Can Modifiable Health Behaviors Mitigate Risks of Hypertension?
— By Dawn M. Sweet, Ph.D
Modifiable health behaviors such as dietary interventions and recognizing hypertension behavioral symptoms could help reduce risks of hypertension for adults with obesity.
If current trends continue, there could be a 16.4 percent increase in adults with obesity by 2030.1 For adults with obesity, cardiovascular disease is the number one cause of morbidity and mortality among adults in the U.S.2 Suboptimal health behaviors, such as poor diet and a sedentary lifestyle, are associated with an increased risk for compromised cardiovascular health. Hypertension is a major is a major cardiovascular risk factor, and statistics show that 75 percent of those with hypertension are adults with obesity.3 The negative effects of hypertension strain the health care system and compounds the financial burden for adults with obesity; thus, strategies for mitigating the negative consequences of obesity and hypertension are key.
The American Heart Association (AHA) recognizes key health factors such as body weight, dietary interventions, physical activity, and cholesterol — part of what the organization defines as Life’s Essential 8 (LE8) — as contributors to heart health and as metrics that need to be monitored in adults with obesity.4 Research has shown that when patients follow LE8 recommendations, reductions in risk to subclinical and clinical cardiovascular disease were observed.5 Modifiable health behaviors such as dietary interventions and recognizing hypertension behavioral symptoms and hypertension behavior could mitigate costs and health risks for adults with obesity.
Dietary Interventions and Modifiable Health Behaviors
Modifiable behaviors such as dietary interventions can reduce the negative health effects of hypertension. Clinically significant weight loss (CSWL) — losing greater than or equal to five percent of one’s weight — has been linked with clinical improvements in key health parameters such as hypertension.6 Heart-healthy diets have been recommended in conjunction with an overall healthy lifestyle for controlling hypertension. Guidelines for the Dietary Approaches to Stop Hypertension (DASH) diet and guidelines from the American Hearth Assocication7 suggest including fruits, vegetables, legumes, seeds, and nuts as part of a healthy eating plan. Recommendations also include reducing processed food intake and adding lean proteins (e.g., skinless fish and poultry), non-tropical vegetable oils, and low-fat dairy.
In a meta-analysis of 24 randomized control trials,8 a healthy diet, as noted above, resulted in a reduction of SBP and DBP (-7.6 mm HG and -4.2 mm HG, respectively). When exercise was included, reductions in blood pressure were significantly larger (-16.1 / 9.9 mm HG) compared to diet alone (-11.2/7.5 mm HG).8 The effect of including fruits, vegetables, etc., was further strengthened when dietary intake of sodium was reduced. For example, when sodium intake was limited to 1150 mg/d, improvements from SBP baseline were observed as follows: 130, .8 mm HG; 130 to 139, 3.3 mm HG; 140 to 149, 4.9 mm / HG; and ≥ 150, 10.9 mm HG.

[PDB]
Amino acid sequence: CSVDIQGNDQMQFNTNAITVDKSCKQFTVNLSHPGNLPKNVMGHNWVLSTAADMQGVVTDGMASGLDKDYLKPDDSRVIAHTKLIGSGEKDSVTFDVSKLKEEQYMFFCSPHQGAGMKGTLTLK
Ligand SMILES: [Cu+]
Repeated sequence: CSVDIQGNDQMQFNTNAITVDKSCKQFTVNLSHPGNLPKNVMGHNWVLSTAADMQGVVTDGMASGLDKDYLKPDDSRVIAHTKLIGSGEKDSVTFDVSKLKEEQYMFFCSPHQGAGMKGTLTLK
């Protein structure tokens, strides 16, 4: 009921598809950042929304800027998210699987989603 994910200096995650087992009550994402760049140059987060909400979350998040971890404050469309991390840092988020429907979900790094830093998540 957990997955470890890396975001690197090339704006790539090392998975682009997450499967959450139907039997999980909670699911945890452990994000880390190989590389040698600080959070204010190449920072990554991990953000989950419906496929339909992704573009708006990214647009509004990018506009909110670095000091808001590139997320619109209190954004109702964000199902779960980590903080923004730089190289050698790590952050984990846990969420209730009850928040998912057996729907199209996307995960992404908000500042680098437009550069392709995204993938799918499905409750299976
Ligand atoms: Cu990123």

Hypertension Behavioral Symptoms
Hypertension behavioral symptoms have been observed in hypertensive patients.9 In addition to attending to clinical metrics of hypertension, it is important for clinicians to also attend to the emotional well-being of patients who are at risk for hypertension. Research has shown that hypertensive patients exhibit “hypertension behavioral symptoms,” or symptoms that align with depression, anxiety, and stress. While a poor diet and a sedentary lifestyle can lead to an increased risk of developing hypertension, so too can psychological distress. In a recent meta-analysis9 that included 5,696 participants, a higher incidence of hypertension was observed in patients with psychological distress compared to those who were not experiencing psychological distress. However, the researchers caution that more research is needed in this area to fully understand this relationship.
In another study10 (n=400) investigating the relationship between hypertension and psychological distress, researchers administered the Depression, Anxiety and Stress Scale (DASS-21), a self-report inventory designed to assess psychological distress. Results show that hypertensive patients experienced depression (four percent), anxiety (56 percent), and stress (20 percent). It is important for clinicians who are treating hypertensive patients to consider a holistic approach to patient care, considering both physiological and mental health as part of the treatment plan.
Implications for Clinical Practice
Modifiable health behaviors such as dietary interventions that include lower sodium foods, fewer processed foods, and more fruits, vegetables, and lean proteins have been related to clinically significant weight loss. For patients with obesity and hypertension, a Low Calorie Diet (LCD) or Very Low Calorie Diet (VLCD) that is built around healthy, non-processed, low sodium foods can lead to clinically significant weight loss. It is important to note, that health care professionals should focus on holistic patient care, paying attention to hypertension behavioral symptoms (e.g., depression, anxiety, and stress) while developing a treatment plan.
4 Differences in adherence to American Heart Association’s Life’s Essential 8, diet quality, and weight loss strategies between those with and without recent clinically significant weight loss in a nationally representative sample of US adults